Bola Ahmed Tinubu has emerged the winner of a closely fought contest for Nigeria’s presidency. But who is the man who will lead Africa’s largest economy – as well as inherit its plethora of economic and security crises?
He will become Nigeria’s fifth president since the country returned to democratic rule in 1999, emerging as winner for the country’s top job on his first attempt.
However, opposition parties have rejected the results and say they will challenge it in court. The election was marred by reports of voter suppression, and outbreaks of violence, particularly in Tinubu’s stronghold Lagos. Voters also faced lengthy delays and some election officials failed to turn up to polling stations.
Tinubu has gone from grass to grace after a rocky start. He left Nigeria for the US to study in Chicago and was sometimes forced to wash dishes to make ends meet, according to the Bola Tinubu library.
Upon returning to Nigeria, Tinubu worked in the oil sector before venturing into politics. He was elected into the Nigerian senate in 1992 and served until the next year when the military seized power. He fled the country in 1994 after the pro-democracy group he co-founded failed to sway the military to relinquish power.
Known as ‘Jagaban’ – ‘warrior of warriors’ – by his followers, Tinubu has shackles emblazoned on his trademark woven caps, to symbolize a time he lost his freedom when he was forced into exile by the dictator Sani Abacha.
He returned to Nigeria after four years and was successful in his bid for the top job in Lagos following Nigeria’s return to democracy in 1999.
Tinubu was dogged by allegations of corruption throughout the campaign trail which he strongly denies. Tinubu is enormously wealthy and he has interests in many sectors including real estate and media.
He once had a bullion van at his home in an affluent area of Lagos during the 2019 elections. “I keep money wherever I want,” Tinubu said in response.
Critics say he did not convincingly address concerns about his health, and, at times, appeared confused and incoherent on the campaign trail. He also made gaffes that have made him the butt of jokes and viral memes on social media.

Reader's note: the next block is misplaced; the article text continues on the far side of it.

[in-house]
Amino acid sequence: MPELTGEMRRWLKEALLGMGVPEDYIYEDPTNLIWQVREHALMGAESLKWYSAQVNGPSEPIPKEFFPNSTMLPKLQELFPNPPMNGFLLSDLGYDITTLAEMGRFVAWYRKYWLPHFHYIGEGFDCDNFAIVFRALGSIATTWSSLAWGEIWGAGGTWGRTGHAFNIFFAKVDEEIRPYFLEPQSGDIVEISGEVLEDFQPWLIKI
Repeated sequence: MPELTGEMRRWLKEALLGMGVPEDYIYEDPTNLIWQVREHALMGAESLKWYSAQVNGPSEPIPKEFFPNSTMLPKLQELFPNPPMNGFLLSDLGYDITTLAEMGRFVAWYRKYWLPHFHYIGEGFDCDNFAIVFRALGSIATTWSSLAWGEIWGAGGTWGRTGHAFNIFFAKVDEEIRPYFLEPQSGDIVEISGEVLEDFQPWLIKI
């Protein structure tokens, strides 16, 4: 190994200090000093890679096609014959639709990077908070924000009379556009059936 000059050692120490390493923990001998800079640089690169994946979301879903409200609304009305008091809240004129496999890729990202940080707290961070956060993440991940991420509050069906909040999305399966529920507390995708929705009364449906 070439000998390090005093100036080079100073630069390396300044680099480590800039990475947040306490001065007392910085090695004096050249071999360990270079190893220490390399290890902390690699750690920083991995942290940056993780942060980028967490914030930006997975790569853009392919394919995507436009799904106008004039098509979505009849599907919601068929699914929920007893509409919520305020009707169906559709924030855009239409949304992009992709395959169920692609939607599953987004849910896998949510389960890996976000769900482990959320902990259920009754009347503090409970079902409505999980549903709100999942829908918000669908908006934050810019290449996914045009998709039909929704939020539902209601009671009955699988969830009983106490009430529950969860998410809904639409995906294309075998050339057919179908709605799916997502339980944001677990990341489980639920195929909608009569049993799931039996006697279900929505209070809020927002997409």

Tinubu was also criticized for abstaining from presidential debates and delegating questions about his manifesto to members of his team during a recent outing at the UK think tank Chatham House.
A practicing Muslim like his predecessor, Muhammadu Buhari, Tinubu has six children and is married to Oluremi Tinubu, a senator in Lagos.
During his acceptance speech, Tinubu joked that his wife would no longer be heading back to the senate as she would now be his “housewife and First Lady.” It was a joke that has not gone down with many Nigerian women, who still struggle to gain foothold in politics.
Now he has to get on with the serious task of uniting a country fractured along religious, ethnic and generational lines as well as a host of problems including insecurity, an economy on the brink of collapse, as well as fuel, cash and power shortages.
He will also have to work hard to shake off the association with the ruling party, under which many Nigerians have suffered untold hardships.
“I am not the party,” he said during the campaign. “My track record should speak for me.”
‘My turn to be president’
His supporters call Tinubu a master strategist and ‘king of the long game’ who has been planning his ascent to the throne for years.
“He didn’t just become a governor of a major state like Lagos, he also built a succession plan. He used his clout and enormous resources to build leaders and establish political influence, first in the southwest … and then extended to the north of Nigeria,” says Nigerian political analyst Sam Amadi.
Tinubu wields significant influence in the southwest where he is seen as a political godfather and kingmaker. He has handpicked every Lagos governor since since leaving office in 2007 and was instrumental in the election of Buhari to the presidency on his fourth attempt in 2015.
After decades as a political puppet master, Tinubu declared it was now his turn to emerge from the shadows into the presidency; his campaign slogan was “Emi Lokan,” which translates to “it is my turn,” in his native Yoruba language.
Tinubu was essentially calling in the favor with the slogan, explains Amadi.
“Nigerian politics is an arrangement, it’s turn by turn…. Buhari could get all the votes in the north but he couldn’t get two-third majority of votes anywhere in the south, and Tinubu turned the southwest to him. This tells us that there’s a sense in which Nigerian politicians feel that access to power is an entitlement … what they think they deserve because of investment of finance or investment of goodwill that they’ve put into the system,” Amadi said.